By Frank Gardner
BBC security correspondent
The number of terror suspects being monitored by MI5 in the UK has grown by a quarter in the past six months, the BBC has learned.
Links between the fertiliser plotters and the 7 July bombers have brought MI5's work into sharp focus
The security service and police are monitoring about 2,000 individuals who they say are actively involved in supporting al-Qaeda.
Some are thought to have direct links with al-Qaeda in Pakistan.
The fertiliser bomb plot case has highlighted the links to terrorist training camps in Pakistan.
More than 400,000 Britons each year go to Pakistan on innocent family visits.
But Pakistani intelligence agents cannot follow everyone.
And from cites like Karachi, it's easy for Jihadist recruits to head up into the hills to training camps hidden in areas like Malakand.
There, they're taught explosives and weapon handling by al-Qaeda veterans.
This is how the London bombers got their final training before returning to Britain.
Peter Neumann, from King's College's Defence Studies centre, said: "I think this is the strongest connection that we are confronted with at the moment, not least because of the historical connections between Pakistan and Britain and this is most likely to be the greatest source of vulnerability - especially for Britain."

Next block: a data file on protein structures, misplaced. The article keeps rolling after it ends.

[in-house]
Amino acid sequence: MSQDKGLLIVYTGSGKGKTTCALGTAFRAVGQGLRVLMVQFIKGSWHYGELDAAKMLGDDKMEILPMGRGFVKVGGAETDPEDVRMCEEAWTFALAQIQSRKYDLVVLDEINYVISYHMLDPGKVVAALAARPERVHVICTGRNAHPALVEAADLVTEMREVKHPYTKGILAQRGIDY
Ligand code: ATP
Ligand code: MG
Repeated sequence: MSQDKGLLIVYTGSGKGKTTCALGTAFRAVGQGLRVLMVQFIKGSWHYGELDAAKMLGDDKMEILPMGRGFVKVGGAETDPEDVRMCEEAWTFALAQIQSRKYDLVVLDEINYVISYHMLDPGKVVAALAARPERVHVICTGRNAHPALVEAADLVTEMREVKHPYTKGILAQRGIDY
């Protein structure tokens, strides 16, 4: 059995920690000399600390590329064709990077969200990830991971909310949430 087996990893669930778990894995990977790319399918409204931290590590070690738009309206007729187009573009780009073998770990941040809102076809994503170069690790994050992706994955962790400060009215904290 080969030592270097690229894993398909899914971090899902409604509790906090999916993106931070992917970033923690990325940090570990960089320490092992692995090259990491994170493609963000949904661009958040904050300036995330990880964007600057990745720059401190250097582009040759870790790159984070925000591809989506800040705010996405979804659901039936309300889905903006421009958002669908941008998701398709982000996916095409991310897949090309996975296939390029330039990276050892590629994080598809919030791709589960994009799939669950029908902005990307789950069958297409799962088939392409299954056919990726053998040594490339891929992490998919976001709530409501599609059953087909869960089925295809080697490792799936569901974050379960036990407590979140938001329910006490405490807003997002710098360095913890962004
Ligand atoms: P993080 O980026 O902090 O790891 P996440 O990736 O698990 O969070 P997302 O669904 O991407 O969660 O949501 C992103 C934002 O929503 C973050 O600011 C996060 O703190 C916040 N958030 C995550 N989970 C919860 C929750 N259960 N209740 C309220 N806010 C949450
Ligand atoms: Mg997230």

The al-Qaeda nexus is extensive.
Its core base is now in and around Waziristan - close to the Pakistan/Afghan border.
Operatives travel from there to Britain. New recruits fly in the other way.
There are also links with al-Qaeda insurgents in Iraq.
And those, in turn, are linked back to Britain, where young Jihadis have been coming back from Iraq.
The bottom line is that core al-Qaeda is still actively planning operations against the West.
Jihadi internet videos link up al-Qaeda followers around the world. Now even the Taleban are using the internet.
Back in Britain, all this translates into a rich recruiting ground for al-Qaeda.
MI5's 2,000 terror suspects are likely to keep growing in number.